Optimal Drug Regimen and Combined Drug Therapy and Its Efficacy in the Treatment of COVID-19: A Within-Host Modeling Study.

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From: Acta Biotheoretica(Vol. 70, Issue 2)
Publisher: Springer
Document Type: Report; Brief article
Length: 353 words

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Abstract :

Keywords: COVID-19; Inflammatory mediators; Drug interventions; Arbidol; Remdesivir; Interferon; Lopinavir/Ritonavir; Optimal control problem; Optimal drug Regimen; Comparative effectiveness study Abstract The COVID-19 pandemic has resulted in more than 524 million cases and 6 million deaths worldwide. Various drug interventions targeting multiple stages of COVID-19 pathogenesis can significantly reduce infection-related mortality. The current within-host mathematical modeling study addresses the optimal drug regimen and efficacy of combination therapies in the treatment of COVID-19. The drugs/interventions considered include Arbidol, Remdesivir, Interferon (INF) and Lopinavir/Ritonavir. It is concluded that these drugs, when administered singly or in combination, reduce the number of infected cells and viral load. Four scenarios dealing with the administration of a single drug, two drugs, three drugs and all four are discussed. In all these scenarios, the optimal drug regimen is proposed based on two methods. In the first method, these medical interventions are modeled as control interventions and a corresponding objective function and optimal control problem are formulated. In this framework, the optimal drug regimen is derived. Later, using the comparative effectiveness method, the optimal drug regimen is derived based on the basic reproduction number and viral load. The average number of infected cells and viral load decreased the most when all four drugs were used together. On the other hand, the average number of susceptible cells decreased the most when Arbidol was administered alone. The basic reproduction number and viral load decreased the most when all four interventions were used together, confirming the previously obtained finding of the optimal control problem. The results of this study can help physicians make decisions about the treatment of the life-threatening COVID-19 infection. Author Affiliation: (1) Department of Mathematics and Computer Science, Sri Sathya Sai Institute of Higher Learning - SSSIHL, Anantapur, India (2) Central Leprosy Teaching and Research Institute - CLTRI, Chennai, India (3) Department of Community Medicine, All India Institute of Medical Sciences - AIIMS, Nagpur, India (4) Sri Sathya Sai Institute of Higher Learning - SSSIHL, Anantapur, India (5) Department of Medicine, Karolinska Institute, Stockholm, Sweden (c) dkkvamsi@sssihl.edu.in Article History: Registration Date: 05/13/2022 Received Date: 03/03/2021 Accepted Date: 05/11/2022 Online Date: 05/19/2022 Byline:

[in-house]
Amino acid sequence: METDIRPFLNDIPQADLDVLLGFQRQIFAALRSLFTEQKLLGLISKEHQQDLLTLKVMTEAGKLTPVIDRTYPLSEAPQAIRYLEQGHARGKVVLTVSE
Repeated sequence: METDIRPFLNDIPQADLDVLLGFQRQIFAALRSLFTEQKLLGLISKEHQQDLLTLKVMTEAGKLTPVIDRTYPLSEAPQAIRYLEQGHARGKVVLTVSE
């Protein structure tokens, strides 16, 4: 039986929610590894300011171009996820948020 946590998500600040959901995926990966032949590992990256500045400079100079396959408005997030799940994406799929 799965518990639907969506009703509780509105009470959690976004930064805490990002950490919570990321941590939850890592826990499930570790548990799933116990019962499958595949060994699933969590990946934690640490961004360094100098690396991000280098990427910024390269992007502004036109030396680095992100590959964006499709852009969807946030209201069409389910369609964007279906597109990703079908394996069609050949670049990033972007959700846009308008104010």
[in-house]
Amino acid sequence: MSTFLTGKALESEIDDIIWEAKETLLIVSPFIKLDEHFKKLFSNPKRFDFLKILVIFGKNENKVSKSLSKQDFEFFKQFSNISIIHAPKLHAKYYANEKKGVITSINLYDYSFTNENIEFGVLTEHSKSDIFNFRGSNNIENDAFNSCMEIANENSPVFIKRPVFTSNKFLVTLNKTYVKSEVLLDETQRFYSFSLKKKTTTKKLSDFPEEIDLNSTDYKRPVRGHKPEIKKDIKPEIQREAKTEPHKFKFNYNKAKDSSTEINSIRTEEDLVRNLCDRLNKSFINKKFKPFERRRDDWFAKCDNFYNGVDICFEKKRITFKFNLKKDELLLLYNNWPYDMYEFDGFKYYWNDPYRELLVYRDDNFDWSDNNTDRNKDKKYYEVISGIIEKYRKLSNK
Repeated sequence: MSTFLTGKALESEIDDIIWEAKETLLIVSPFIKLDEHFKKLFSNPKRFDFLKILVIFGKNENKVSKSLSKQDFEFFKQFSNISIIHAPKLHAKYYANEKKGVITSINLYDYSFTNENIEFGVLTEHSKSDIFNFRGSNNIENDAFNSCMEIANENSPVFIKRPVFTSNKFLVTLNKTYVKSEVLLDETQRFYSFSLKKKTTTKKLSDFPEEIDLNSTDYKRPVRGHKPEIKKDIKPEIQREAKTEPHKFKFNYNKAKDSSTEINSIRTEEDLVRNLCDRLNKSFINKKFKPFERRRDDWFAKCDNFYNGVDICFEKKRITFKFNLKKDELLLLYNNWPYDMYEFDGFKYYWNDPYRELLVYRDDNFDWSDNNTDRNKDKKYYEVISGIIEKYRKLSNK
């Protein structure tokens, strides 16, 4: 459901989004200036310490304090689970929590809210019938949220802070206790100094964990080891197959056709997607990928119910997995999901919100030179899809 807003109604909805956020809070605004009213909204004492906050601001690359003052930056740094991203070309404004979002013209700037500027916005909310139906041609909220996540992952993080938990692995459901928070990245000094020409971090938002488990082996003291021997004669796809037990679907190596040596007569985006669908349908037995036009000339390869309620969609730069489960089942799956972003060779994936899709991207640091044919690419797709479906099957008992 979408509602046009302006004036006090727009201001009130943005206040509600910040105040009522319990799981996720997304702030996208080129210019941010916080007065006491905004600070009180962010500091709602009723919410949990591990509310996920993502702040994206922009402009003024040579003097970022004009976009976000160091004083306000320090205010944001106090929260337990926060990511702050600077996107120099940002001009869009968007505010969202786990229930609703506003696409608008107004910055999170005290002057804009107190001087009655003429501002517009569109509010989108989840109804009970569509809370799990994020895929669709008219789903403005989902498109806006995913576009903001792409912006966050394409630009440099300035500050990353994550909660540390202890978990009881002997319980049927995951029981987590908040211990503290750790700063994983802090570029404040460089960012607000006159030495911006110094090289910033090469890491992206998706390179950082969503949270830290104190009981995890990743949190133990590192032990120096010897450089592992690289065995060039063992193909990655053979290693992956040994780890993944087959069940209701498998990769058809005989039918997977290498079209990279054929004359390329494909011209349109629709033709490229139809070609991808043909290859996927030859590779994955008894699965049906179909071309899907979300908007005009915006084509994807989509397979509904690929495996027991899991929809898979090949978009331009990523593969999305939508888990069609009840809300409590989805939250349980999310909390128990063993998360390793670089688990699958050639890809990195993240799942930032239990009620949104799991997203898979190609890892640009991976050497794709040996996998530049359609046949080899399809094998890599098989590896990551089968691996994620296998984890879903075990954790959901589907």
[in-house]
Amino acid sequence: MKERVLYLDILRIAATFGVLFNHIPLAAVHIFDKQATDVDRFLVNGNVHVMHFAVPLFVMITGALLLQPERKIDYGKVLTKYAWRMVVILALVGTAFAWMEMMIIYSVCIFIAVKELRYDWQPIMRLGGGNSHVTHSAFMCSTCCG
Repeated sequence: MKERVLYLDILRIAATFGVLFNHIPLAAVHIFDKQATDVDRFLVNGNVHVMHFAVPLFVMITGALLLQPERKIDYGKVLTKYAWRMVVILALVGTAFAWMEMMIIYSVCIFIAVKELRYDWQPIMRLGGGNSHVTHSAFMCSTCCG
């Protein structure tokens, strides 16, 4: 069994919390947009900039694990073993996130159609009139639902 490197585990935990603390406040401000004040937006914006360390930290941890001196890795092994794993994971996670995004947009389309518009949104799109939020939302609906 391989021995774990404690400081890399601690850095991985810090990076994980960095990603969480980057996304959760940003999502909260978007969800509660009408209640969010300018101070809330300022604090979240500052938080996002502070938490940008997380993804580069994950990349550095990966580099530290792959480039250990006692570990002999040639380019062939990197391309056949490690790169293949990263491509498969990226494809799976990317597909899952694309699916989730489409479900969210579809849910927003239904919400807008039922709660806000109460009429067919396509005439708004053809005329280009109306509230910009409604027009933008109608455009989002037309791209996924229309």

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Gale Document Number: GALE|A704408133